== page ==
Both redundancy and some other substantial reason are potentially fair grounds for dismissal, but how do you know which one applies?
Redundancy is often used as a general term for a situation when an employee or group of employees is no longer needed or it is no longer financially viable to employee them as costs need to be saved. However redundancy has a specific statutory meaning:
● A business closure
● A workplace closure
● A diminished or ceased requirement of the business for employees to do work of a particular kind.
The definition is important because if not met then the dismissal in order to be potentially fair would have to be justified and be for some other substantial reason which is not discriminatory and not automatically unfair. It also determines whether employees are entitled to a statutory redundancy payment and the type of steps that should be followed in order to ensure a fair process.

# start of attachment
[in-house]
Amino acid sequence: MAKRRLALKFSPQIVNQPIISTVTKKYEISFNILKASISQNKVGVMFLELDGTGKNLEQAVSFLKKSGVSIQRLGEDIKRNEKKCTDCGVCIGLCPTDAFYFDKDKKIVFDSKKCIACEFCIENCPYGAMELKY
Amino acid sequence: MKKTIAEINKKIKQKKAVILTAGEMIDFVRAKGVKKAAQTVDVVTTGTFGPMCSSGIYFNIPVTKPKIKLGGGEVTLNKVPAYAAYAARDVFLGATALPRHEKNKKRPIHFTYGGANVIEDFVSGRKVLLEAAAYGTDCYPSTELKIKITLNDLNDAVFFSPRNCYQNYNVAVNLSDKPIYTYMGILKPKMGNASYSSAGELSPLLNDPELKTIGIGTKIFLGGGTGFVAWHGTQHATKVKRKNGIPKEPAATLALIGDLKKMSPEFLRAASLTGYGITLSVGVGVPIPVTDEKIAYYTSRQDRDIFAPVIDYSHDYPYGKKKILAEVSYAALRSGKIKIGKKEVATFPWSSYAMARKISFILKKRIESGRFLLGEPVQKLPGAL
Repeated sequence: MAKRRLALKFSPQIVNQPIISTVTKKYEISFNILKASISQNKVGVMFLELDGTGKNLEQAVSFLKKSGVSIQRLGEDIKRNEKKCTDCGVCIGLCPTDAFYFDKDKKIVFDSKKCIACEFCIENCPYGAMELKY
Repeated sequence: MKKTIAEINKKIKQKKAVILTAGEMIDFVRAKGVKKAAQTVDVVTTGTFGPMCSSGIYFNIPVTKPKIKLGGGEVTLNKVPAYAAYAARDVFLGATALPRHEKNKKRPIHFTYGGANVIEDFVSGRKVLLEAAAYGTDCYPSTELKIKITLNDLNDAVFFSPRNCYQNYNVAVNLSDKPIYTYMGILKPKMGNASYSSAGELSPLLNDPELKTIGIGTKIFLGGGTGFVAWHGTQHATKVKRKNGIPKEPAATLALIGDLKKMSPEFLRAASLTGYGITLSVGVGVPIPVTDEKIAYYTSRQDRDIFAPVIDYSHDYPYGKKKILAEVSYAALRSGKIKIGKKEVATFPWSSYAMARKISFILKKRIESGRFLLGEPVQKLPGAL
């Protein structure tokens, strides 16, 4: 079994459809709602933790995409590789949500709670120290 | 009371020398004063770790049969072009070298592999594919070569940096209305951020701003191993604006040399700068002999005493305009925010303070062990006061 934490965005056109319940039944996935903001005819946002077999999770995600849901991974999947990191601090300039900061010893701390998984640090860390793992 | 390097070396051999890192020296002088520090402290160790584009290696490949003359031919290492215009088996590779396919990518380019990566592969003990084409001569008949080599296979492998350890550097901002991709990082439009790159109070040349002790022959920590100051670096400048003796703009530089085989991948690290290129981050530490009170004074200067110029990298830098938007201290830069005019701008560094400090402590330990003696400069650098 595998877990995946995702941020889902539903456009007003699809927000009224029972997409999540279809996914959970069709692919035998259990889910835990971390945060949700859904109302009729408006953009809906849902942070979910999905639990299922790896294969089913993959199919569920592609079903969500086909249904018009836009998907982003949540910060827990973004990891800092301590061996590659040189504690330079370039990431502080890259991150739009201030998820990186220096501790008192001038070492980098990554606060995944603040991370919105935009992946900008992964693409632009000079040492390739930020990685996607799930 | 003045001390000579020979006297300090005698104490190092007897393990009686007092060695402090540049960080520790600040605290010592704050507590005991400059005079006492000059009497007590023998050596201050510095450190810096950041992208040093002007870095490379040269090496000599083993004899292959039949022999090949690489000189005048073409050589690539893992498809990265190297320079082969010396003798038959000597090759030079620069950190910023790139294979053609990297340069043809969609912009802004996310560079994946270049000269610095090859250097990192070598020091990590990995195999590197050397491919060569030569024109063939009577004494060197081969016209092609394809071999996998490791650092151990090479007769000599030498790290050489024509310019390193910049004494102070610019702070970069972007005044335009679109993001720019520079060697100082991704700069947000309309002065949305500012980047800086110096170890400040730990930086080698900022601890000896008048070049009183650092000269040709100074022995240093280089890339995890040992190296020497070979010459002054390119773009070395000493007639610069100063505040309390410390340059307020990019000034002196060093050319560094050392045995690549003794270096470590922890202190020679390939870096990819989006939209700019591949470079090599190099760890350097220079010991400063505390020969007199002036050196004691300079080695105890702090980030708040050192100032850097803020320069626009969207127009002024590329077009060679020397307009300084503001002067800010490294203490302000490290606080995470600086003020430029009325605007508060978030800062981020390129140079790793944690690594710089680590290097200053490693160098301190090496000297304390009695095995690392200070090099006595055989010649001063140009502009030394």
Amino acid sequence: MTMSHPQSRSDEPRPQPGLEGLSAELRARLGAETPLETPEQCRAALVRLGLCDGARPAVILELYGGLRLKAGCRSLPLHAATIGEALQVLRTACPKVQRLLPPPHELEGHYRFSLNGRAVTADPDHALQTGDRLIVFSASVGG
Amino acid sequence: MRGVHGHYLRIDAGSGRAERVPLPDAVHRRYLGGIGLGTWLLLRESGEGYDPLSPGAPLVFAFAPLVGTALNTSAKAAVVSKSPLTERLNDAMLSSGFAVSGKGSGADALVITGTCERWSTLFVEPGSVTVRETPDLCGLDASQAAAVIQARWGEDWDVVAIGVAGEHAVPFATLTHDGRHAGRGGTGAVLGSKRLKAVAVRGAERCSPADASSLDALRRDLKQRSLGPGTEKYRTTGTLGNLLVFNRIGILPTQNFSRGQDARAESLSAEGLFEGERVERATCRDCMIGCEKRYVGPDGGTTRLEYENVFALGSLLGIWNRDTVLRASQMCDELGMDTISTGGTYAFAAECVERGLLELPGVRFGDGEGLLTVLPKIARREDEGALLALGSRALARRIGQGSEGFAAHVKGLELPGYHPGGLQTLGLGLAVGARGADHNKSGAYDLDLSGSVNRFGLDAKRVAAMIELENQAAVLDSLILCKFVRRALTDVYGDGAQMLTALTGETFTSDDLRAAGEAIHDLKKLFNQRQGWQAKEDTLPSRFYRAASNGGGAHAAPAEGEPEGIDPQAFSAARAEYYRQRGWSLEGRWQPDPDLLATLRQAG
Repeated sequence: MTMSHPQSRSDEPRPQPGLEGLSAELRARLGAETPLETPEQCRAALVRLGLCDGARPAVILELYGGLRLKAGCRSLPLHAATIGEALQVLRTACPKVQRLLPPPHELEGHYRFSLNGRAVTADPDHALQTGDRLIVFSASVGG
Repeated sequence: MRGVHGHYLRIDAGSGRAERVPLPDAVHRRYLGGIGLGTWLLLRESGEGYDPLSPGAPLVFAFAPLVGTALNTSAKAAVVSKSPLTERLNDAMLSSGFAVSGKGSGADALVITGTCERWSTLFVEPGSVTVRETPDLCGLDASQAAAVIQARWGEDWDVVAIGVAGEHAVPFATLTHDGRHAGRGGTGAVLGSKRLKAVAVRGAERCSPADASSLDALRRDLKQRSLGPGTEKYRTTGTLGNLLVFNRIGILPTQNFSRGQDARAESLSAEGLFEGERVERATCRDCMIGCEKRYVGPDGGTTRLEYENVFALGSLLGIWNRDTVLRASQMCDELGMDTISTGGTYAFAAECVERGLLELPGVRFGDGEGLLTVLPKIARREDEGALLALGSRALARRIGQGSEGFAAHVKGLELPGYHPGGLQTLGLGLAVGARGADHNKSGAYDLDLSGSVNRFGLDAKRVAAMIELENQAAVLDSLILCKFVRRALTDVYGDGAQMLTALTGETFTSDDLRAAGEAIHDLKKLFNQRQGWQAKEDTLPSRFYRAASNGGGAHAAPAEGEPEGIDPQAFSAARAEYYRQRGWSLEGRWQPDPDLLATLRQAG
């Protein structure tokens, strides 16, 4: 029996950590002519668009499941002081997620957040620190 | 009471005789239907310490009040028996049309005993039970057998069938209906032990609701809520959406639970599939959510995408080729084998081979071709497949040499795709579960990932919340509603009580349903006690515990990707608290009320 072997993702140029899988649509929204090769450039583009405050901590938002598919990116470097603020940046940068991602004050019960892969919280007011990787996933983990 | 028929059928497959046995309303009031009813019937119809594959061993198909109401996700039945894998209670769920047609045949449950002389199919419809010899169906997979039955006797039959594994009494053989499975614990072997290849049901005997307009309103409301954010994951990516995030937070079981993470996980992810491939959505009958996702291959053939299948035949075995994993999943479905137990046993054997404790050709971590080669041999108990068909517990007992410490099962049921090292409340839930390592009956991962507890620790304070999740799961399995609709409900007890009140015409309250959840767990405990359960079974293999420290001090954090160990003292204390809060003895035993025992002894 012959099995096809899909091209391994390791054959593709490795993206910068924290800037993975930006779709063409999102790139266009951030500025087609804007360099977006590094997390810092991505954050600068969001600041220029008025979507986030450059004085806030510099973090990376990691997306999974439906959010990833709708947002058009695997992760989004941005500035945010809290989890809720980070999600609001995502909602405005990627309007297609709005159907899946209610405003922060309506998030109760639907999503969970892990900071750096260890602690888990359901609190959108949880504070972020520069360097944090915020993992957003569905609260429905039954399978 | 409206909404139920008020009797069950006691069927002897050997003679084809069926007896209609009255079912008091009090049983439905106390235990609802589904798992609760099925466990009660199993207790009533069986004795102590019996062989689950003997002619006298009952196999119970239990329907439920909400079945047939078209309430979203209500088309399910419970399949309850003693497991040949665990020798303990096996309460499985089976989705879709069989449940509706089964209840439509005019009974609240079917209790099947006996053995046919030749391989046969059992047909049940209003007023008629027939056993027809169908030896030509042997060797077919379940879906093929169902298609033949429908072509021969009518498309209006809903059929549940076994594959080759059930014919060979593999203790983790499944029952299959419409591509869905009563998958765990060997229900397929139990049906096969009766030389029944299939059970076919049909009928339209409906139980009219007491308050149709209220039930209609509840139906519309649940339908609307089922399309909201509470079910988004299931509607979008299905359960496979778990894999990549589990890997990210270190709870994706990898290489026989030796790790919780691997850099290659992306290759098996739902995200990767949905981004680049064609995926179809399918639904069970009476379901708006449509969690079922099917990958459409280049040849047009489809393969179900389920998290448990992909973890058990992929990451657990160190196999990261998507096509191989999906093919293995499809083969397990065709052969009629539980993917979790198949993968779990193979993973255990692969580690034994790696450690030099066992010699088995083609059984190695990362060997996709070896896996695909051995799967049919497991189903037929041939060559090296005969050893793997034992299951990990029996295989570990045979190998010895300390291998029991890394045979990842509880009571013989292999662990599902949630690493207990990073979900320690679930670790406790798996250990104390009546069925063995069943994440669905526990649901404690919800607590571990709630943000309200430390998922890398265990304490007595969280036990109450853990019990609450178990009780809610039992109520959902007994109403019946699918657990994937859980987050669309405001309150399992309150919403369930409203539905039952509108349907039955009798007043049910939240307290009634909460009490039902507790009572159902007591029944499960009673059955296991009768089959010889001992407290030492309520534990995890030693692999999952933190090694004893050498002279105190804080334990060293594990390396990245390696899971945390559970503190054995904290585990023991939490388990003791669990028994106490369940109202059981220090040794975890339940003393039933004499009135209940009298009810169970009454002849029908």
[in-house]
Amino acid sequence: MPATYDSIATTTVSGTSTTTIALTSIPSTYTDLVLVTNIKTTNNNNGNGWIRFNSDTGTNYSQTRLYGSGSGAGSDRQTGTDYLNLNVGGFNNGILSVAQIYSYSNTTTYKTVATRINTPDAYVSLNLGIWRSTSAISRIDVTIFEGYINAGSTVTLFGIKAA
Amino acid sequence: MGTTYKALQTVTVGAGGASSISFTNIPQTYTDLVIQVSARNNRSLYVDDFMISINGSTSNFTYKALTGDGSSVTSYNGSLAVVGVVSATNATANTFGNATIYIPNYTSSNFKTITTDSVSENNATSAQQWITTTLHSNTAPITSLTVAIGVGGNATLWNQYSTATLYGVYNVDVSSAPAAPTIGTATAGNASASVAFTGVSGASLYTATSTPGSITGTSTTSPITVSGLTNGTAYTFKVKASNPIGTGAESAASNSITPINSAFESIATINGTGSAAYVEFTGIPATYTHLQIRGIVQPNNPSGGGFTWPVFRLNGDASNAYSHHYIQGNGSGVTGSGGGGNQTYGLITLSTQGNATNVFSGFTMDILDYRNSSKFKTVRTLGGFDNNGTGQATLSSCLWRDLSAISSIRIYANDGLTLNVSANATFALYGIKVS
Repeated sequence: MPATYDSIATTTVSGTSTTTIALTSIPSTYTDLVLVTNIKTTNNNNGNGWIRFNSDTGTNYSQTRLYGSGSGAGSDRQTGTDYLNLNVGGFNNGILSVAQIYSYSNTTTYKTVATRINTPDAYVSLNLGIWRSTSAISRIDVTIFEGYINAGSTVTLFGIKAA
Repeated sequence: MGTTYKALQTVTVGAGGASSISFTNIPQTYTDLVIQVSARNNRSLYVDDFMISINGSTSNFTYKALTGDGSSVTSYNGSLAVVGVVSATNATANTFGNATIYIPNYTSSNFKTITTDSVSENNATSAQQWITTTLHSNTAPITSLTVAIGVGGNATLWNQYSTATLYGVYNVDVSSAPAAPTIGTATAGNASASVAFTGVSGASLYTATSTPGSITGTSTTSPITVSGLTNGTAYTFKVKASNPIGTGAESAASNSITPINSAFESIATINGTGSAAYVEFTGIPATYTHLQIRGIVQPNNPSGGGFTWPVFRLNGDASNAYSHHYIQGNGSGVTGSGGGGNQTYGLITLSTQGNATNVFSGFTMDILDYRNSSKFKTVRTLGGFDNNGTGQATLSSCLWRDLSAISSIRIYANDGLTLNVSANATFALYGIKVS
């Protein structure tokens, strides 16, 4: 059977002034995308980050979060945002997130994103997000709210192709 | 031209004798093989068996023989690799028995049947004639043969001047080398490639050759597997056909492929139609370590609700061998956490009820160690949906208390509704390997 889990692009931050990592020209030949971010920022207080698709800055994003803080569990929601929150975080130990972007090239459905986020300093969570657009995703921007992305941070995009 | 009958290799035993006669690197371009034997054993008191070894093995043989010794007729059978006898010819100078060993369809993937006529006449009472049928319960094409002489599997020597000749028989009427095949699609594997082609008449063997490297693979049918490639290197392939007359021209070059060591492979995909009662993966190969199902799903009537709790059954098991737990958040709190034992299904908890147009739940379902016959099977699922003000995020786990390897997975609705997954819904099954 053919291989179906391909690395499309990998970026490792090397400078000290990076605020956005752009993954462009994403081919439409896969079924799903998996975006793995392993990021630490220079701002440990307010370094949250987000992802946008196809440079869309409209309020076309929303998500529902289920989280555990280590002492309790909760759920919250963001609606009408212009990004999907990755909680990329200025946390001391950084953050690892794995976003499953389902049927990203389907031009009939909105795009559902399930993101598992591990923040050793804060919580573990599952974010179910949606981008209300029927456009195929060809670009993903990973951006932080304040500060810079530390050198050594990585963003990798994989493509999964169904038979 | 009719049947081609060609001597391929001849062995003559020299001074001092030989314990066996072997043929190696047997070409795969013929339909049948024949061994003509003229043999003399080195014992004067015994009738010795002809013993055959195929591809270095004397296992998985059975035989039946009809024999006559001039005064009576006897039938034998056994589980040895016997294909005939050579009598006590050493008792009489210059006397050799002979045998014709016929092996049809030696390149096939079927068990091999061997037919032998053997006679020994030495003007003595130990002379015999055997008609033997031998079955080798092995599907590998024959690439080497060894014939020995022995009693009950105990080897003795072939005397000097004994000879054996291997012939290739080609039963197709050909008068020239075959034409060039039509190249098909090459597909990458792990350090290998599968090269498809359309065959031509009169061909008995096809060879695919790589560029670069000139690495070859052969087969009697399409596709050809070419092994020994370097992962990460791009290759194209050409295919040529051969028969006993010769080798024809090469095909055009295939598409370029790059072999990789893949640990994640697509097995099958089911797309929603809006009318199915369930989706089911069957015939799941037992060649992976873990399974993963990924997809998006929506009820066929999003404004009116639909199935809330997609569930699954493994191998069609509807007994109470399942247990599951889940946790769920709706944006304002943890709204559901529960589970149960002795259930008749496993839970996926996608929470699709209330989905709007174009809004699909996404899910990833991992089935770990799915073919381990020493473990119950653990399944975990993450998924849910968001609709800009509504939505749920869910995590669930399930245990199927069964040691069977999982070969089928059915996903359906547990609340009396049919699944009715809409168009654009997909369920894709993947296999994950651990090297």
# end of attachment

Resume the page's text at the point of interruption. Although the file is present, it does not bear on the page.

The most tricky circumstance is a restructure or reorganisation – that may well lead to a redundancy situation. This will likely be the case in circumstances where there is the same amount of work, but less employees are required to do it, there is less work and so less employees are required.
Where there is less work but the same amount of employees are required then that can still be a redundancy dismissal because the hours required to be worked by those employees has reduced. However, where changes need to be made to employees’ contracts e.g. to reduce hours or benefits but there is not diminished requirement for employees performing a particular kind of work then any dismissal is likely to be classified as for some other substantial reason by the employer.